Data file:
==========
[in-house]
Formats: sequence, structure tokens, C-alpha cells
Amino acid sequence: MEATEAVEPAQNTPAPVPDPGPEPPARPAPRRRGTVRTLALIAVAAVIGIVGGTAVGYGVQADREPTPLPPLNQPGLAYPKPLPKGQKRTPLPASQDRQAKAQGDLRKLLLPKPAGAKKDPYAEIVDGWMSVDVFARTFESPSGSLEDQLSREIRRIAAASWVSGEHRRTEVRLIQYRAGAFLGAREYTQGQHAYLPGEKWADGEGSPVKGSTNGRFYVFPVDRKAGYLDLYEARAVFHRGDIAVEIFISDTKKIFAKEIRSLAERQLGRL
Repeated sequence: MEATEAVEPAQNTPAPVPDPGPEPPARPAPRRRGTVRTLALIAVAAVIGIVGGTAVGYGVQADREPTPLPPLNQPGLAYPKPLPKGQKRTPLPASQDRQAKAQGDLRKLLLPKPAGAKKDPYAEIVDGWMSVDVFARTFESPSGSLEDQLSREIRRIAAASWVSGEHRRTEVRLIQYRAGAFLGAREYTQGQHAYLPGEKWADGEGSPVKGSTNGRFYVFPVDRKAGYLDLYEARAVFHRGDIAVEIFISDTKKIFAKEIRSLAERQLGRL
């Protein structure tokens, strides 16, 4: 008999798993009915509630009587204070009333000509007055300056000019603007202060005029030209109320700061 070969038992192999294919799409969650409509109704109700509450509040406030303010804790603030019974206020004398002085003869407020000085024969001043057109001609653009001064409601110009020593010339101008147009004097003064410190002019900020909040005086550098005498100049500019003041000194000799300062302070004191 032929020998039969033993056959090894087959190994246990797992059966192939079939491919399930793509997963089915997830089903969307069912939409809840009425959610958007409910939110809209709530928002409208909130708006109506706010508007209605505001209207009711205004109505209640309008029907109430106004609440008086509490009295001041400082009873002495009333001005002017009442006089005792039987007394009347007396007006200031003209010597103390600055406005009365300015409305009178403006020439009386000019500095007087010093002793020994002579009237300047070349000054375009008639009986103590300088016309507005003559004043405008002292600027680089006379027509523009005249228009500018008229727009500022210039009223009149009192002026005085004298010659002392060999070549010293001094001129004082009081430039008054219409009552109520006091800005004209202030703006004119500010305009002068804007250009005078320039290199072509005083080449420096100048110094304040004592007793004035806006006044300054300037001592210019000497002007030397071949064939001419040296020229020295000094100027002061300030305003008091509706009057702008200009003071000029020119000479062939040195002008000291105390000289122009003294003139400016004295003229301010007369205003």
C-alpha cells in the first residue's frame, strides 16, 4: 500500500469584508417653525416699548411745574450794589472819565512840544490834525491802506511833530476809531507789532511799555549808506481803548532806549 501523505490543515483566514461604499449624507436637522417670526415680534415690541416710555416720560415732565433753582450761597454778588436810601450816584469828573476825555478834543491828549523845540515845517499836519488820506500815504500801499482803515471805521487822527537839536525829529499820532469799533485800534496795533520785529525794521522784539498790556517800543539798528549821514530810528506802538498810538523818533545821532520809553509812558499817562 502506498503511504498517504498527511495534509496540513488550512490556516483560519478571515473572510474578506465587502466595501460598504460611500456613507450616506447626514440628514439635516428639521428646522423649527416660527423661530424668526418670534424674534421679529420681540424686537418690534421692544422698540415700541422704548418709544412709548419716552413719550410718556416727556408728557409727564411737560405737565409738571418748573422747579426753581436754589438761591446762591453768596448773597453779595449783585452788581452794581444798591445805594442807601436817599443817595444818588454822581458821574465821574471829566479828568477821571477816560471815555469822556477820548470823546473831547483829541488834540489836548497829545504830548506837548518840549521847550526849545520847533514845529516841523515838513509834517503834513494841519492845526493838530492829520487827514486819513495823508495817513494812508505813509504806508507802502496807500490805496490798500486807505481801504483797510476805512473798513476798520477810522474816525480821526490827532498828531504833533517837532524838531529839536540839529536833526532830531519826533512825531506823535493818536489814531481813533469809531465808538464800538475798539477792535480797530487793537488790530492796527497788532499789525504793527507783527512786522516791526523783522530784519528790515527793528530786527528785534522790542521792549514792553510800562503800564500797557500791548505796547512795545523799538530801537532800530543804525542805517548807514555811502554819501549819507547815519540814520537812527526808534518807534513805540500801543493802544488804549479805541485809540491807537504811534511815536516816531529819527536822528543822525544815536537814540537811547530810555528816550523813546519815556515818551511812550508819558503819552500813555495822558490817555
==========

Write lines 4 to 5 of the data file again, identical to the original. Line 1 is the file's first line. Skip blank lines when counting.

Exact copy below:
Repeated sequence: MEATEAVEPAQNTPAPVPDPGPEPPARPAPRRRGTVRTLALIAVAAVIGIVGGTAVGYGVQADREPTPLPPLNQPGLAYPKPLPKGQKRTPLPASQDRQAKAQGDLRKLLLPKPAGAKKDPYAEIVDGWMSVDVFARTFESPSGSLEDQLSREIRRIAAASWVSGEHRRTEVRLIQYRAGAFLGAREYTQGQHAYLPGEKWADGEGSPVKGSTNGRFYVFPVDRKAGYLDLYEARAVFHRGDIAVEIFISDTKKIFAKEIRSLAERQLGRL
């Protein structure tokens, strides 16, 4: 008999798993009915509630009587204070009333000509007055300056000019603007202060005029030209109320700061 070969038992192999294919799409969650409509109704109700509450509040406030303010804790603030019974206020004398002085003869407020000085024969001043057109001609653009001064409601110009020593010339101008147009004097003064410190002019900020909040005086550098005498100049500019003041000194000799300062302070004191 032929020998039969033993056959090894087959190994246990797992059966192939079939491919399930793509997963089915997830089903969307069912939409809840009425959610958007409910939110809209709530928002409208909130708006109506706010508007209605505001209207009711205004109505209640309008029907109430106004609440008086509490009295001041400082009873002495009333001005002017009442006089005792039987007394009347007396007006200031003209010597103390600055406005009365300015409305009178403006020439009386000019500095007087010093002793020994002579009237300047070349000054375009008639009986103590300088016309507005003559004043405008002292600027680089006379027509523009005249228009500018008229727009500022210039009223009149009192002026005085004298010659002392060999070549010293001094001129004082009081430039008054219409009552109520006091800005004209202030703006004119500010305009002068804007250009005078320039290199072509005083080449420096100048110094304040004592007793004035806006006044300054300037001592210019000497002007030397071949064939001419040296020229020295000094100027002061300030305003008091509706009057702008200009003071000029020119000479062939040195002008000291105390000289122009003294003139400016004295003229301010007369205003």